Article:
U.S. prosecutors are investigating Deutsche Bank and several other global banks over business linked to Iran, Sudan and other nations currently under international sanctions, the New York Times reported on Saturday.

The U.S. Justice Department and the Manhattan District Attorney's office are investigating the banks for allegedly using U.S. branches to move billions of dollars in Iran-linked transactions, according to the report, citing unnamed law enforcement officials.

The investigation into Deutsche Bank is at an early stage and so far there is no suspicion the Germany-based institution moved money on behalf of Iranian clients through American operations after 2008, when a policy loophole allowing such maneuvering closed, the Times reported.

Deutsche Bank decided in 2007 it would "not engage in new business with counterparties in countries such as Iran, Syria, Sudan and North Korea and to exit existing business to the extent legally possible," a spokesman told Reuters on Saturday. He declined to comment further.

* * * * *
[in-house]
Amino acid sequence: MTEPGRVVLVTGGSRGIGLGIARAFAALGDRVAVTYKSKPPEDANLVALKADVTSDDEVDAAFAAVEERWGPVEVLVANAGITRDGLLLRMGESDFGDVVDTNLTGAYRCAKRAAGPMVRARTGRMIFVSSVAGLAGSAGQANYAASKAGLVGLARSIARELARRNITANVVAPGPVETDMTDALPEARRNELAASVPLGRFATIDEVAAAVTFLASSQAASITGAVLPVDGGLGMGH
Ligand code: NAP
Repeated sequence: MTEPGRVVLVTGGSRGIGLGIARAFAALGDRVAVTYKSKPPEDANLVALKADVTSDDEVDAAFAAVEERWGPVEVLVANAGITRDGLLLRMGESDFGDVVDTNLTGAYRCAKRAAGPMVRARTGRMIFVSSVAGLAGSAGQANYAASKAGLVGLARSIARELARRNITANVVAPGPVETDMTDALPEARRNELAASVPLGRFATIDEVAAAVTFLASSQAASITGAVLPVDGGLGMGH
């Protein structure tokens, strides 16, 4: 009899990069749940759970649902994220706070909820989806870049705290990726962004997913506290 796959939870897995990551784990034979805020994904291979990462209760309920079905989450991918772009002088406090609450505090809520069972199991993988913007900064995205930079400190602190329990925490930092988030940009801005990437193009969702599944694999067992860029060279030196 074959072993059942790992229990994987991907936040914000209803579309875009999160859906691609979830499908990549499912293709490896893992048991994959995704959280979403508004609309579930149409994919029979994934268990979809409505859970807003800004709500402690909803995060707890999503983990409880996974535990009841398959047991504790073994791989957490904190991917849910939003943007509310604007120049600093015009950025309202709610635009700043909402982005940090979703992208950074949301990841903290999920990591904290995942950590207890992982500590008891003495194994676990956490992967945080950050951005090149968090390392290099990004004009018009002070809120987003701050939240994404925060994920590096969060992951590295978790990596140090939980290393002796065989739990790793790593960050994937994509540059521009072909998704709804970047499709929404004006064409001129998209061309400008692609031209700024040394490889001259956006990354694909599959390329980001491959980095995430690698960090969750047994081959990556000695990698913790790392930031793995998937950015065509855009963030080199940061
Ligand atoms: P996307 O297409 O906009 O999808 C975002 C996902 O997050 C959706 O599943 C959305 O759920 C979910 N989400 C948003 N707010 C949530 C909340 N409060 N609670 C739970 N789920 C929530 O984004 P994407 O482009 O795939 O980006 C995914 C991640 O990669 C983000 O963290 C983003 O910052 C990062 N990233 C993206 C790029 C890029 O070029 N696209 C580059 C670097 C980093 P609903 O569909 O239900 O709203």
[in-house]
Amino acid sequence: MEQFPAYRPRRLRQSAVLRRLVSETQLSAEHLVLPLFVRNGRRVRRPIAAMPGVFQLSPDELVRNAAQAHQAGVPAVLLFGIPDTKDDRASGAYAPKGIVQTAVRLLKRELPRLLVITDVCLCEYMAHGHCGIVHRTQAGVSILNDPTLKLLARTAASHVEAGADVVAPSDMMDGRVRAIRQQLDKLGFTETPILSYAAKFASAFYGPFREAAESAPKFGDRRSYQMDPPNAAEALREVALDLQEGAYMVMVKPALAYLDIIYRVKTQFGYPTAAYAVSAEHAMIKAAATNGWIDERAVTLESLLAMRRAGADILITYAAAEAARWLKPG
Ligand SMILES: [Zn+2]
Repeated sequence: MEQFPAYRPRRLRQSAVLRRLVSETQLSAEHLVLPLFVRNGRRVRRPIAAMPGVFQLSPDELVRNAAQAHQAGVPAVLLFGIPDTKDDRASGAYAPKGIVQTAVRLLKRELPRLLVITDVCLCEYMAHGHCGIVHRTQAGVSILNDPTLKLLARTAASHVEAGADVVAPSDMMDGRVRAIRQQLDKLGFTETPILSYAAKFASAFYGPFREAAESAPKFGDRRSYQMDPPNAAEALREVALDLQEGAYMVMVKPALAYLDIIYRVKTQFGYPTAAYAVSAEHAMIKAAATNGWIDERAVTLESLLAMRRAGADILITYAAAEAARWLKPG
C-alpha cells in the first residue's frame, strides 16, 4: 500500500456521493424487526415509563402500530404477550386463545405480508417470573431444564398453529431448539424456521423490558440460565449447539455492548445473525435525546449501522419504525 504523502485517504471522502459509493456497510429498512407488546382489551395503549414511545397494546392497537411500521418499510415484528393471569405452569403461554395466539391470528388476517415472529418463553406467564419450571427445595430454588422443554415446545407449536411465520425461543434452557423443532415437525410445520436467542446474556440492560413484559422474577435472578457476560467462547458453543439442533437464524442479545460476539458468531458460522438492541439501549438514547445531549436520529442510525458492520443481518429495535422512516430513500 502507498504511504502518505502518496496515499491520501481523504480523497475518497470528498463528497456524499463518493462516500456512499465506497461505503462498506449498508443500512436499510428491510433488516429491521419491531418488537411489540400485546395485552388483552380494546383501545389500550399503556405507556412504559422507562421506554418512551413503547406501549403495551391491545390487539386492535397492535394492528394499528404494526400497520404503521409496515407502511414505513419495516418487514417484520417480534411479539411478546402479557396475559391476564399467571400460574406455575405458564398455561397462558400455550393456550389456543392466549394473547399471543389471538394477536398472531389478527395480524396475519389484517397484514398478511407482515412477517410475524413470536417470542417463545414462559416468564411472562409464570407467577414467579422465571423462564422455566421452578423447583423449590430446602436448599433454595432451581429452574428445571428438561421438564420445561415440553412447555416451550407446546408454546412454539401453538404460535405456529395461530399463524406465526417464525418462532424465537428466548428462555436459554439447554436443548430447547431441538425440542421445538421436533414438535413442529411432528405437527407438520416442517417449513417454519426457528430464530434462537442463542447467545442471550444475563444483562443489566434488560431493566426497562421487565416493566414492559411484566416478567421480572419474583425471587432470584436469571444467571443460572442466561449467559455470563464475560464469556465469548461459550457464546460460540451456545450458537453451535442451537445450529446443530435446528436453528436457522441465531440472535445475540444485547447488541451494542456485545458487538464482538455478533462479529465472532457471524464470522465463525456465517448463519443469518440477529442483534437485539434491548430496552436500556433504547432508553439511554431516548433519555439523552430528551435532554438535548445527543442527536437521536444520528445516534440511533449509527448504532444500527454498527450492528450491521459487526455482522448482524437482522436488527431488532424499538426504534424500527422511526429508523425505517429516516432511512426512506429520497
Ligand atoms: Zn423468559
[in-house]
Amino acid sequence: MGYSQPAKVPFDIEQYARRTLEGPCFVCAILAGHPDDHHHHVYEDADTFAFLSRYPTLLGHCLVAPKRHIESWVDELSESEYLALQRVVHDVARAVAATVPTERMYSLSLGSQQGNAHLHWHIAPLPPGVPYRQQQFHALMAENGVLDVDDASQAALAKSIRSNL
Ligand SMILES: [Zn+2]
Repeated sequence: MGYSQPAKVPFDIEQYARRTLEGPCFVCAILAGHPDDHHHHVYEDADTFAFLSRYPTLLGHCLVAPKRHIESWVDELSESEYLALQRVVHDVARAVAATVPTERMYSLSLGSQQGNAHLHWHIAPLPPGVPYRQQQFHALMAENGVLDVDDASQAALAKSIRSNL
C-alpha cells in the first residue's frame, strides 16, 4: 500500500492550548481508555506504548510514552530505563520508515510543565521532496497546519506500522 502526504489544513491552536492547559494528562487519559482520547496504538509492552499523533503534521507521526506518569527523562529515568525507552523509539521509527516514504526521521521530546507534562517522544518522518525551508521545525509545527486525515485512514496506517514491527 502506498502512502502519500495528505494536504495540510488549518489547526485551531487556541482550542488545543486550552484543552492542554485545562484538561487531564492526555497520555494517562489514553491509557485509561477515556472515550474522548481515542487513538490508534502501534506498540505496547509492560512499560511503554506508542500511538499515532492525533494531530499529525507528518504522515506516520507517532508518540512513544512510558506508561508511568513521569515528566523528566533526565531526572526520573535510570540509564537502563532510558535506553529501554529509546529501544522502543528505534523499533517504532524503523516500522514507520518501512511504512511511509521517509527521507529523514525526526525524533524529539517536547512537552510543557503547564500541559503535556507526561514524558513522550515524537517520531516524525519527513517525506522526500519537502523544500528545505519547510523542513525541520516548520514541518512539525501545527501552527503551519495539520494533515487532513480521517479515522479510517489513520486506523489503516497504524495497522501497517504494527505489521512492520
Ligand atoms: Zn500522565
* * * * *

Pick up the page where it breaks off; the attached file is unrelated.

Equally unsettling is the NY Times report that our "allies" in Iraq (including those with deep ties to the government) are also finding lucrative business and banking partnerships with Iran.

Eleven Great Musician-Politician Campaign Feuds

Before selecting your election campaign music, better check out the politics of the musicians. The third or fourth time I read a story like this, I wondered why in the world didn't the campaign managers bother to get the music licensed. But it's not a copyright-infringement issue most of the time -the campaigns do get a license to use the music, usually through a third-party service. The issue is when the musician just plain doesn't like the politician or what he/she stands for. Since the music is properly licensed, the only recourse is to use the media to distance the musicians from the political campaign, and that can backfire on the politician. But since it rarely happens more than once to the same politician, we see it happen again and again as candidates rise to the big leagues. Read about eleven public candidate-musician spats at Time

In 1768, the HMS Romney came to America to raise your taxes

And she never left.
True story, in fact:
Claim: A ship named the HMS Romney was once used to help enforce import duties on the British North American colonies.


[Collected via e-mail, April 2012]

I was on facebook today and I saw a message directed at Teabaggers which stated:
Hey Teabaggers
Guess what?
In 1768, the British dispatched a 50-gun warship to New England to enforce the crown's right of taxation over the rebellious colonist.